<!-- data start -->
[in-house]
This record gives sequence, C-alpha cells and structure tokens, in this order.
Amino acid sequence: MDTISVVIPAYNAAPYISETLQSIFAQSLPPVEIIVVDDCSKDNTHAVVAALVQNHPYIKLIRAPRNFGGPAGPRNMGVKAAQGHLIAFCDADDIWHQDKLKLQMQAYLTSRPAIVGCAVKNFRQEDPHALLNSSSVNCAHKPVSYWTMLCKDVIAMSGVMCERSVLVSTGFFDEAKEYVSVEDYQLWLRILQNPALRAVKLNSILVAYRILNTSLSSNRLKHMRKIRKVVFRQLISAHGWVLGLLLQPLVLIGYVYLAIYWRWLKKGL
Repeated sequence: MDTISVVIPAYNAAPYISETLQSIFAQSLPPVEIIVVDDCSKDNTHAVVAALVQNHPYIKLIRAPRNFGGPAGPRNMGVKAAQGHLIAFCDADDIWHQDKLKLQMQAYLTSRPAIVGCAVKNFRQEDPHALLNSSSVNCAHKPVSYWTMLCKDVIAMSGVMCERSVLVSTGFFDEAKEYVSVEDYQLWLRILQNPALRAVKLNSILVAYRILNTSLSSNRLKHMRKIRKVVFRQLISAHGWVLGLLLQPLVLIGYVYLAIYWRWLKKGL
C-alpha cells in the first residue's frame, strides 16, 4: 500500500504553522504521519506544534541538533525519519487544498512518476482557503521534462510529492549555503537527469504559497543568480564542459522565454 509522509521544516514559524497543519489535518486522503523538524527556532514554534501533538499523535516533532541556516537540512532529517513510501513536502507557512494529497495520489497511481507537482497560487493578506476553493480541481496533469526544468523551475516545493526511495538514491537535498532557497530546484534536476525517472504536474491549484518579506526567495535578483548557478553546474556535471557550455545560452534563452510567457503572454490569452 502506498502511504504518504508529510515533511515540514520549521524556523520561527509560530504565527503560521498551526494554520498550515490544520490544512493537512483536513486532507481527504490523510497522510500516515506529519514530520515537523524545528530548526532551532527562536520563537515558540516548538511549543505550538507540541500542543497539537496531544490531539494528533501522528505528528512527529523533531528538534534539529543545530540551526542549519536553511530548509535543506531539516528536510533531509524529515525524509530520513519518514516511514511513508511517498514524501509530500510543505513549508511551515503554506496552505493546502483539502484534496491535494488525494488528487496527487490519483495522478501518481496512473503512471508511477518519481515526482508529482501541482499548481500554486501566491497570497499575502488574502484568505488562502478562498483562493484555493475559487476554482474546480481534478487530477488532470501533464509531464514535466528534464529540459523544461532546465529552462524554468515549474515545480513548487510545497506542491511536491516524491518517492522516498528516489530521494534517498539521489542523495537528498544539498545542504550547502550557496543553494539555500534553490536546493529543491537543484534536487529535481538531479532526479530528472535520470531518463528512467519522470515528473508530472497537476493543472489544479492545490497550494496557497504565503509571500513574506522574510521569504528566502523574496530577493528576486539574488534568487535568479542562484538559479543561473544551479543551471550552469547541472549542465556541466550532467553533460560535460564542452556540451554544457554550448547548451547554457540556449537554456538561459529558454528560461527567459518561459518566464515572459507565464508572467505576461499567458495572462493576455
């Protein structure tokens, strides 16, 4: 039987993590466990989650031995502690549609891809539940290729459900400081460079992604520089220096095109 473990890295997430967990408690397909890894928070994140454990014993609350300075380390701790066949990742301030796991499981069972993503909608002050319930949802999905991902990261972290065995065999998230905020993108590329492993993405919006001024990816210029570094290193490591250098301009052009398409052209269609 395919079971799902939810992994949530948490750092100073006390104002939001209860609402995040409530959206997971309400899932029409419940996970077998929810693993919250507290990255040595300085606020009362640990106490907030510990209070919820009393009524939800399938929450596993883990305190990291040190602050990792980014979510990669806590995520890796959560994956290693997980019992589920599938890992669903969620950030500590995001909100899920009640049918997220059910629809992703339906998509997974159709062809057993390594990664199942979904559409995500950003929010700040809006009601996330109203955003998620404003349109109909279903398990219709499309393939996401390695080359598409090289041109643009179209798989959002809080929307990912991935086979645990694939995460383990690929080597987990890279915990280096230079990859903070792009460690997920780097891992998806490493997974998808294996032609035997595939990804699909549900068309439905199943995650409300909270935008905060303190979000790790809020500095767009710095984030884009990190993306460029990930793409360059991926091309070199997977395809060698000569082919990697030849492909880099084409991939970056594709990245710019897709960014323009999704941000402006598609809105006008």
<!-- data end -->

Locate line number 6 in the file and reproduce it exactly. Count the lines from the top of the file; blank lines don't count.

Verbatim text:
């Protein structure tokens, strides 16, 4: 039987993590466990989650031995502690549609891809539940290729459900400081460079992604520089220096095109 473990890295997430967990408690397909890894928070994140454990014993609350300075380390701790066949990742301030796991499981069972993503909608002050319930949802999905991902990261972290065995065999998230905020993108590329492993993405919006001024990816210029570094290193490591250098301009052009398409052209269609 395919079971799902939810992994949530948490750092100073006390104002939001209860609402995040409530959206997971309400899932029409419940996970077998929810693993919250507290990255040595300085606020009362640990106490907030510990209070919820009393009524939800399938929450596993883990305190990291040190602050990792980014979510990669806590995520890796959560994956290693997980019992589920599938890992669903969620950030500590995001909100899920009640049918997220059910629809992703339906998509997974159709062809057993390594990664199942979904559409995500950003929010700040809006009601996330109203955003998620404003349109109909279903398990219709499309393939996401390695080359598409090289041109643009179209798989959002809080929307990912991935086979645990694939995460383990690929080597987990890279915990280096230079990859903070792009460690997920780097891992998806490493997974998808294996032609035997595939990804699909549900068309439905199943995650409300909270935008905060303190979000790790809020500095767009710095984030884009990190993306460029990930793409360059991926091309070199997977395809060698000569082919990697030849492909880099084409991939970056594709990245710019897709960014323009999704941000402006598609809105006008």